NEW YORK The PIMCO Total Return Fund, the world's largest bond fund, decreased its holdings of U.S. Treasuries and mortgage debt in February, data from the firm's website showed on Monday.
The fund, which is run by PIMCO founder and co-chief investment officer Bill Gross, showed a cut in its Treasury holdings to 28 percent in February from 30 percent in January.
The company said on its website that the fund's holdings of U.S. Treasury debt includes Treasury notes, bonds, futures and inflation-protected securities.
The fund's exposure to mortgage debt - its largest holding - was also slightly reduced to 36 percent from 37 percent. That is the fund's lowest exposure to mortgage securities since August of 2011.
The fund, which has roughly $288.21 billion in assets, is the flagship of the Newport Beach, California-based PIMCO.
The fund also showed a slight cut in its holdings of non-U.S. developed market assets to 11 percent in February from 12 percent.
It showed an increase in exposure to high-yield "junk" credit to 3 percent in February from 2 percent. That is the first increase in high-yield credit in four months.
Gross, in his March investment letter, said that investors should expect lower returns from high-yield bonds.
"Corporate credit and high yield bonds are somewhat exuberantly and irrationally priced," Gross said.
Gross added that high-yield bonds with current interest rates of 5 percent to 6 percent are likely to produce real returns of just 3 percent to 4 percent after taking into account future defaults and recovery rates.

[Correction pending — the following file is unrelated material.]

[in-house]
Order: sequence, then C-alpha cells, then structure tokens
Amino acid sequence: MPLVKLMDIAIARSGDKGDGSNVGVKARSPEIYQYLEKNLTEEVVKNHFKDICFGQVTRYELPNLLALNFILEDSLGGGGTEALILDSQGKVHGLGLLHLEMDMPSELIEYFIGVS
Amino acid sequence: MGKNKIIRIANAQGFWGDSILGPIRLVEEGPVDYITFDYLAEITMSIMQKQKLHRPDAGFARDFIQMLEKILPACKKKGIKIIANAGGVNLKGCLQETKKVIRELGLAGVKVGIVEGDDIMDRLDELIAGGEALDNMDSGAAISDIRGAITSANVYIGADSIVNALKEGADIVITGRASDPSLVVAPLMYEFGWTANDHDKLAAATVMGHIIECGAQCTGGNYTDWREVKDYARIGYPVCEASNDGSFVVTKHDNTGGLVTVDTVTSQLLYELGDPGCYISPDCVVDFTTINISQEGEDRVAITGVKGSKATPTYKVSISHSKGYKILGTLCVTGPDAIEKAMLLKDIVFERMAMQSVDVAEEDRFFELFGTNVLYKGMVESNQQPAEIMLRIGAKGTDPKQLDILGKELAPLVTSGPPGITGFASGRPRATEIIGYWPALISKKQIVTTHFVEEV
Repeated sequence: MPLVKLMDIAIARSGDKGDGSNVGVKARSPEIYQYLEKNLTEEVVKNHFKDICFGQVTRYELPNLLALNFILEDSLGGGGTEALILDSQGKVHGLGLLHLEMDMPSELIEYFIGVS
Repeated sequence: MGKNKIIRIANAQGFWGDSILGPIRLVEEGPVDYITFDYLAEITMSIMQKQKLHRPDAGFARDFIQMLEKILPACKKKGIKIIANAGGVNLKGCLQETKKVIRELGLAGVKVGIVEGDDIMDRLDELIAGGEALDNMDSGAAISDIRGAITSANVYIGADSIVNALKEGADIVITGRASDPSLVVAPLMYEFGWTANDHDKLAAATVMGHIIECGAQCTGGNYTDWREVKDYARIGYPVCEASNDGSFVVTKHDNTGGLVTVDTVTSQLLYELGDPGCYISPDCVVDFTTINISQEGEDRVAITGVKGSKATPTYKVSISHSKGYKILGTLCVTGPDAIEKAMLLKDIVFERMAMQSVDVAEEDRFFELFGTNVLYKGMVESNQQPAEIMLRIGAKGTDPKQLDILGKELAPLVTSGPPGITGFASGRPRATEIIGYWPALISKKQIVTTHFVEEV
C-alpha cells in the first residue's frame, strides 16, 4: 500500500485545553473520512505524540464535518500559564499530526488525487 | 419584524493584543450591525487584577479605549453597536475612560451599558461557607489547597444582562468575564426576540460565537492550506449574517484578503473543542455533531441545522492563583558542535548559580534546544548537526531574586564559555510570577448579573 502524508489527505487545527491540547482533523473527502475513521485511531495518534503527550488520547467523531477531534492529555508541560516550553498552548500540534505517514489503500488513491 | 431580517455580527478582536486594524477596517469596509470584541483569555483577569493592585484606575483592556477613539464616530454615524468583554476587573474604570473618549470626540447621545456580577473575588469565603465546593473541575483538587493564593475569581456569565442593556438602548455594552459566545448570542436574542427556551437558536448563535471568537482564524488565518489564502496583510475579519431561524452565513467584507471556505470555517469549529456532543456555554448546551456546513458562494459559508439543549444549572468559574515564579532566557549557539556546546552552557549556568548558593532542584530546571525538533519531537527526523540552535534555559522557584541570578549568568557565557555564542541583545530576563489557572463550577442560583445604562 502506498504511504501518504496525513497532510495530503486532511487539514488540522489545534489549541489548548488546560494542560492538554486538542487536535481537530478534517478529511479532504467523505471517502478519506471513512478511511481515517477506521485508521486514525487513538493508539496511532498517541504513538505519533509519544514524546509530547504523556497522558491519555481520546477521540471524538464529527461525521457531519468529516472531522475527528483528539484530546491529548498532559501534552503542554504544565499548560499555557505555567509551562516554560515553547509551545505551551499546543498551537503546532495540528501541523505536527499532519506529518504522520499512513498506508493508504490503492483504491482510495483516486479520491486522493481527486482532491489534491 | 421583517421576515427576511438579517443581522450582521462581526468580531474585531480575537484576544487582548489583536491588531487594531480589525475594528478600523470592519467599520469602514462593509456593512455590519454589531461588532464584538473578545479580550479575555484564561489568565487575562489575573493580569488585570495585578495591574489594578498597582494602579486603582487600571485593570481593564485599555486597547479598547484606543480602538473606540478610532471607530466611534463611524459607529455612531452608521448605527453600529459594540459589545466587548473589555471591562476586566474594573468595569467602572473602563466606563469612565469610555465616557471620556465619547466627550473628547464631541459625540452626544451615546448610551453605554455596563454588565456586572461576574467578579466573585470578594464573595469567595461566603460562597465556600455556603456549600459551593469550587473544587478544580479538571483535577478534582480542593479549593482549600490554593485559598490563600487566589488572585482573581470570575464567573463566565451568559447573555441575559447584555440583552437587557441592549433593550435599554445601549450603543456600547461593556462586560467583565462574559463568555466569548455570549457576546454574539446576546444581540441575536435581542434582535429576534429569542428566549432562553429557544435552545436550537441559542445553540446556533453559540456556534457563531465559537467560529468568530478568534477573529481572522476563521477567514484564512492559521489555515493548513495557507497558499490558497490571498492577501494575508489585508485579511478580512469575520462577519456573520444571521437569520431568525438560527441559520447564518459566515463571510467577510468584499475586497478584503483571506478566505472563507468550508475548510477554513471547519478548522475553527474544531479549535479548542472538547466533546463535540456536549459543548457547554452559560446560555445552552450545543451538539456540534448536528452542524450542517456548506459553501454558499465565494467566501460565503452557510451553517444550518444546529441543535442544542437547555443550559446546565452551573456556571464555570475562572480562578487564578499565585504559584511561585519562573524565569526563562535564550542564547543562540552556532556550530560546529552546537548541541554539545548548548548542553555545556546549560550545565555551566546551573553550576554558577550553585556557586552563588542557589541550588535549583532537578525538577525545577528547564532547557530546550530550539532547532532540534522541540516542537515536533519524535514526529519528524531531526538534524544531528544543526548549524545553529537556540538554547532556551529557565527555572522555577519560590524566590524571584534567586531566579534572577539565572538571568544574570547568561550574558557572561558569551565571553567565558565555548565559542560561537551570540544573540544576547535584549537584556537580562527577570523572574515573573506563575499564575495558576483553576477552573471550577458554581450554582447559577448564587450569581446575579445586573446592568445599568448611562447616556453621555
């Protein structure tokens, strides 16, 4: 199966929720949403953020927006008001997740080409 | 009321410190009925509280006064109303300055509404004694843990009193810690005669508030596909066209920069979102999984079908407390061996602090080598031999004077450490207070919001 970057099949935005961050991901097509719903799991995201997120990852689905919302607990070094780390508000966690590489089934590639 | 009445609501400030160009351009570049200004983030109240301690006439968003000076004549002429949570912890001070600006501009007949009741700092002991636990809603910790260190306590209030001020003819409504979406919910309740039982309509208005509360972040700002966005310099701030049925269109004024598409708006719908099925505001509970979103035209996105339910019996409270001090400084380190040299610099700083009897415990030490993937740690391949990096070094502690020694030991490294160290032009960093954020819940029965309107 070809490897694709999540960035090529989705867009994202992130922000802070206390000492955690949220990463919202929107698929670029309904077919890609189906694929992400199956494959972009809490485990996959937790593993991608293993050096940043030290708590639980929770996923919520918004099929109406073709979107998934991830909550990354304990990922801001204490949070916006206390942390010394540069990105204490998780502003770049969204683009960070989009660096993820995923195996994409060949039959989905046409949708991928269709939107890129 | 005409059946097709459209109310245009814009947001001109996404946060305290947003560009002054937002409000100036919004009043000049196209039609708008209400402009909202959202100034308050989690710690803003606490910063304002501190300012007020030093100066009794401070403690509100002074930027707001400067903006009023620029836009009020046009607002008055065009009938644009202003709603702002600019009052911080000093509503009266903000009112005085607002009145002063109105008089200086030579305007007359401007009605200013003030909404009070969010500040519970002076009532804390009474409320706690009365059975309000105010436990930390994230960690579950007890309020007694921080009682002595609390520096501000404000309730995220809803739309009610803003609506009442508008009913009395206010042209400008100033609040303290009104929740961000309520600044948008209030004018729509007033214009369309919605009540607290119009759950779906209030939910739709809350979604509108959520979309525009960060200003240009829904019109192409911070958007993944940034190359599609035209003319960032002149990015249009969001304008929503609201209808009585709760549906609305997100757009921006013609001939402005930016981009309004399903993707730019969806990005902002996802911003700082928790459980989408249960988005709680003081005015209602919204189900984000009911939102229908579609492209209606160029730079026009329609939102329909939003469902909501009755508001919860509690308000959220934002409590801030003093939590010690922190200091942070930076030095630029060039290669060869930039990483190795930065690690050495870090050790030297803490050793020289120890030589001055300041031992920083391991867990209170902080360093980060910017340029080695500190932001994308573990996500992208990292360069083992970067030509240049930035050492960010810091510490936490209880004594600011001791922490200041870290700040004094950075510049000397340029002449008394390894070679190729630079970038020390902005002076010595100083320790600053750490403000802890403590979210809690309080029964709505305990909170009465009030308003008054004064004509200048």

The flagship fund is down 0.01 percent this year as of March 8, the firm's website showed.
Gross said that the bonds are being propped up in part by the Federal Reserve's bond-buying program, which he said has "unduly influenced" returns from high-yield bonds and stocks.
The Fed is currently buying $85 billion in Treasuries and agency-mortgage securities per month to push down long-term borrowing costs and spur economic growth.
Pacific Investment Management Co, a unit of European financial services company Allianz SE, had $2 trillion in assets as of December 31, 2012, according to the firm's website.
The fund's exposure to investment-grade credit, emerging markets, municipal bonds, government agency securities and "other" forms of credit were unchanged in February.
The exposure to investment-grade credit remained at 9 percent, emerging markets at 7 percent, municipal bonds at 5 percent, government agency securities at 4 percent, and "other" at 1 percent.
(Reporting by Sam Forgione; Editing by Kenneth Barry)